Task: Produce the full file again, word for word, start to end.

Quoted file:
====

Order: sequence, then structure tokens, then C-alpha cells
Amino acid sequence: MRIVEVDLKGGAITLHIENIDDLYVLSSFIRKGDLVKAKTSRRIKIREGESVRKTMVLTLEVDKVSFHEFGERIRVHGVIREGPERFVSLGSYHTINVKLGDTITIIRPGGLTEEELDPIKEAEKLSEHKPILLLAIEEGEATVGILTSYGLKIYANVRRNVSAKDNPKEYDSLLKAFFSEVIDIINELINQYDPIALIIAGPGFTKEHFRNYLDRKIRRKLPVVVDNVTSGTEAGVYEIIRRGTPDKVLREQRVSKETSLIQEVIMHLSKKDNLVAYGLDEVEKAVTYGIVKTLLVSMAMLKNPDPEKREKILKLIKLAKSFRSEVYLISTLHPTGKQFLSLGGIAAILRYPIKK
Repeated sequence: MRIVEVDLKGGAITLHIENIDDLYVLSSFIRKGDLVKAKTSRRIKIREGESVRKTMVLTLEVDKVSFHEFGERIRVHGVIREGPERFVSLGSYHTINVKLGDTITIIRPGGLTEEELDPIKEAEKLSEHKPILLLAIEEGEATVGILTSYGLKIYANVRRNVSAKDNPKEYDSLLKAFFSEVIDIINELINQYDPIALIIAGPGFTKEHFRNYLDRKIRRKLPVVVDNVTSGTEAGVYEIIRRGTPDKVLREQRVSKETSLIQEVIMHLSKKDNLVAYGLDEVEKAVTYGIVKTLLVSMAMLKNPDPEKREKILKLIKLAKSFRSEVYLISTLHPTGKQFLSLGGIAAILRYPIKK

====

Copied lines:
Order: sequence, then structure tokens, then C-alpha cells
Amino acid sequence: MRIVEVDLKGGAITLHIENIDDLYVLSSFIRKGDLVKAKTSRRIKIREGESVRKTMVLTLEVDKVSFHEFGERIRVHGVIREGPERFVSLGSYHTINVKLGDTITIIRPGGLTEEELDPIKEAEKLSEHKPILLLAIEEGEATVGILTSYGLKIYANVRRNVSAKDNPKEYDSLLKAFFSEVIDIINELINQYDPIALIIAGPGFTKEHFRNYLDRKIRRKLPVVVDNVTSGTEAGVYEIIRRGTPDKVLREQRVSKETSLIQEVIMHLSKKDNLVAYGLDEVEKAVTYGIVKTLLVSMAMLKNPDPEKREKILKLIKLAKSFRSEVYLISTLHPTGKQFLSLGGIAAILRYPIKK
Repeated sequence: MRIVEVDLKGGAITLHIENIDDLYVLSSFIRKGDLVKAKTSRRIKIREGESVRKTMVLTLEVDKVSFHEFGERIRVHGVIREGPERFVSLGSYHTINVKLGDTITIIRPGGLTEEELDPIKEAEKLSEHKPILLLAIEEGEATVGILTSYGLKIYANVRRNVSAKDNPKEYDSLLKAFFSEVIDIINELINQYDPIALIIAGPGFTKEHFRNYLDRKIRRKLPVVVDNVTSGTEAGVYEIIRRGTPDKVLREQRVSKETSLIQEVIMHLSKKDNLVAYGLDEVEKAVTYGIVKTLLVSMAMLKNPDPEKREKILKLIKLAKSFRSEVYLISTLHPTGKQFLSLGGIAAILRYPIKK